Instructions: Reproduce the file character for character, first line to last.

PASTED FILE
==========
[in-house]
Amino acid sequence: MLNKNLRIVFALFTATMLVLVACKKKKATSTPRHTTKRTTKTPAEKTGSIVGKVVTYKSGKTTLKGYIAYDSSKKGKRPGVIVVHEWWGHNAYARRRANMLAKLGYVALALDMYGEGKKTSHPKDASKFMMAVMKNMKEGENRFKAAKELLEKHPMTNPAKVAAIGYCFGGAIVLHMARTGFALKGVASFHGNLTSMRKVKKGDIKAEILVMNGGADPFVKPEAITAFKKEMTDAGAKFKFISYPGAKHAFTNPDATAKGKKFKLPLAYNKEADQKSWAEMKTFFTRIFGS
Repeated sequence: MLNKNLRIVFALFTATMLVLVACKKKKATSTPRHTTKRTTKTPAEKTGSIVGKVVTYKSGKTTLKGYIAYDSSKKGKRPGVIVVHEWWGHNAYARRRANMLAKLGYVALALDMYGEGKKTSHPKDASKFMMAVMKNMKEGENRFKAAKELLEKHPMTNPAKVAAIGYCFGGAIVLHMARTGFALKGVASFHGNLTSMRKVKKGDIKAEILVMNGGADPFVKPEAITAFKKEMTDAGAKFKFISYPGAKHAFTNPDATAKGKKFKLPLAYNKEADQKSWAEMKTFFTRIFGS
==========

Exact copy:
[in-house]
Amino acid sequence: MLNKNLRIVFALFTATMLVLVACKKKKATSTPRHTTKRTTKTPAEKTGSIVGKVVTYKSGKTTLKGYIAYDSSKKGKRPGVIVVHEWWGHNAYARRRANMLAKLGYVALALDMYGEGKKTSHPKDASKFMMAVMKNMKEGENRFKAAKELLEKHPMTNPAKVAAIGYCFGGAIVLHMARTGFALKGVASFHGNLTSMRKVKKGDIKAEILVMNGGADPFVKPEAITAFKKEMTDAGAKFKFISYPGAKHAFTNPDATAKGKKFKLPLAYNKEADQKSWAEMKTFFTRIFGS
Repeated sequence: MLNKNLRIVFALFTATMLVLVACKKKKATSTPRHTTKRTTKTPAEKTGSIVGKVVTYKSGKTTLKGYIAYDSSKKGKRPGVIVVHEWWGHNAYARRRANMLAKLGYVALALDMYGEGKKTSHPKDASKFMMAVMKNMKEGENRFKAAKELLEKHPMTNPAKVAAIGYCFGGAIVLHMARTGFALKGVASFHGNLTSMRKVKKGDIKAEILVMNGGADPFVKPEAITAFKKEMTDAGAKFKFISYPGAKHAFTNPDATAKGKKFKLPLAYNKEADQKSWAEMKTFFTRIFGS